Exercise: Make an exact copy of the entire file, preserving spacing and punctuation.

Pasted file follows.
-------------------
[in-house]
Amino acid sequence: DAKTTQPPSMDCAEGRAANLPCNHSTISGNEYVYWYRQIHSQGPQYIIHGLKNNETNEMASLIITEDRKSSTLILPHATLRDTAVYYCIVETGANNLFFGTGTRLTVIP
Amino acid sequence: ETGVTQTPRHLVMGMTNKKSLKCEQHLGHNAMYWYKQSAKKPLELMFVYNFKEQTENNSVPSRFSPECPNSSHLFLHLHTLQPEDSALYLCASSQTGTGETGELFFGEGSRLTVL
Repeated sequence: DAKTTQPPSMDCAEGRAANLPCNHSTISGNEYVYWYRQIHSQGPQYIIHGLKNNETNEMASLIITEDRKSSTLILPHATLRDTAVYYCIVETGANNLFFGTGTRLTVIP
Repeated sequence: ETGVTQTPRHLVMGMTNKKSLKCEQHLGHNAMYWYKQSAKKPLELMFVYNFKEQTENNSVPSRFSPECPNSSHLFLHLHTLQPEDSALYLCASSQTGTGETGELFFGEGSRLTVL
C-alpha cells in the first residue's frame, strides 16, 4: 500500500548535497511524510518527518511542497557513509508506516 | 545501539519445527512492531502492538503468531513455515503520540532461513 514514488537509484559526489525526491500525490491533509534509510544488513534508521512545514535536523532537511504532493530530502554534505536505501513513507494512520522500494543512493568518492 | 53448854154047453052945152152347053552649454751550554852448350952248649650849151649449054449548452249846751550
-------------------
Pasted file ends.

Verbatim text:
[in-house]
Amino acid sequence: DAKTTQPPSMDCAEGRAANLPCNHSTISGNEYVYWYRQIHSQGPQYIIHGLKNNETNEMASLIITEDRKSSTLILPHATLRDTAVYYCIVETGANNLFFGTGTRLTVIP
Amino acid sequence: ETGVTQTPRHLVMGMTNKKSLKCEQHLGHNAMYWYKQSAKKPLELMFVYNFKEQTENNSVPSRFSPECPNSSHLFLHLHTLQPEDSALYLCASSQTGTGETGELFFGEGSRLTVL
Repeated sequence: DAKTTQPPSMDCAEGRAANLPCNHSTISGNEYVYWYRQIHSQGPQYIIHGLKNNETNEMASLIITEDRKSSTLILPHATLRDTAVYYCIVETGANNLFFGTGTRLTVIP
Repeated sequence: ETGVTQTPRHLVMGMTNKKSLKCEQHLGHNAMYWYKQSAKKPLELMFVYNFKEQTENNSVPSRFSPECPNSSHLFLHLHTLQPEDSALYLCASSQTGTGETGELFFGEGSRLTVL
C-alpha cells in the first residue's frame, strides 16, 4: 500500500548535497511524510518527518511542497557513509508506516 | 545501539519445527512492531502492538503468531513455515503520540532461513 514514488537509484559526489525526491500525490491533509534509510544488513534508521512545514535536523532537511504532493530530502554534505536505501513513507494512520522500494543512493568518492 | 53448854154047453052945152152347053552649454751550554852448350952248649650849151649449054449548452249846751550